I was fully entrenched in the whole hardcore punk/alternative music scene during my younger years. I, ironically, showed my individuality by dressing mostly in black (like everyone else). That was what most of us did. How we presented ourselves was a reflection of what we listened to, it was the external reflecting the internal. There were, of course, those who expressed what I can call now “punk frumkeit”. They looked the part, had the right band t-shirts, had their hair the right way, yet were much more into the fashion that the philosophy. Back then we called them “posers”.
Some of the musicians that made up the soundtrack of my youth such as Bob Mould, Henry Rollins, and Greg Graffin held by a different philosophy. They were all in some of the fastest and loudest band out there at the time. They also dressed like your average person in their early years. I was struck, even then, that they were so “hardcore” without looking like they were. That was much more impressive than my closet of black clothing and a jacket with band names written on it. They had mastered the art of making a statement by not making a statement (interestingly the trend among some Torah observant Jews to wear ‘white shirts’ is basically the same statement).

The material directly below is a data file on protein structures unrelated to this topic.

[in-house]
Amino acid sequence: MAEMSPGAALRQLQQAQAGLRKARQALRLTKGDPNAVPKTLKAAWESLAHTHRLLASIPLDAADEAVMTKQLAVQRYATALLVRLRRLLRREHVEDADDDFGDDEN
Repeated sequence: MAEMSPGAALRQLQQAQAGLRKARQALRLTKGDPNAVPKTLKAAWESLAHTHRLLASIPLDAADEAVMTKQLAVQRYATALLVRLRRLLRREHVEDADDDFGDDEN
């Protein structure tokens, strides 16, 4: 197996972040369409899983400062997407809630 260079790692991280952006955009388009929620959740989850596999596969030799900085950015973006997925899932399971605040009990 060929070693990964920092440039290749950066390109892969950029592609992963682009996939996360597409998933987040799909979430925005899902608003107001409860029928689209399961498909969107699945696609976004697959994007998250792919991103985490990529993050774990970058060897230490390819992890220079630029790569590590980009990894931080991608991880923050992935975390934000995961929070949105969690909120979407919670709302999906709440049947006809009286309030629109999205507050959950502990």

A few years after high school I read an interview with Lee Ranaldo (from Sonic Youth) and he was quoted as saying, “Sometimes the most radical people or ideas outwardly seem very conservative”. That made sense to me. An emphasis on the internal, what’s below the surface, requires more than a casual glance. That what I aim for these days. I can’t help but be identified as a Torah observant Jew, but I try to be tzinius in my actions. Is that punk? It doesn’t matter, this is who I have chosen to be.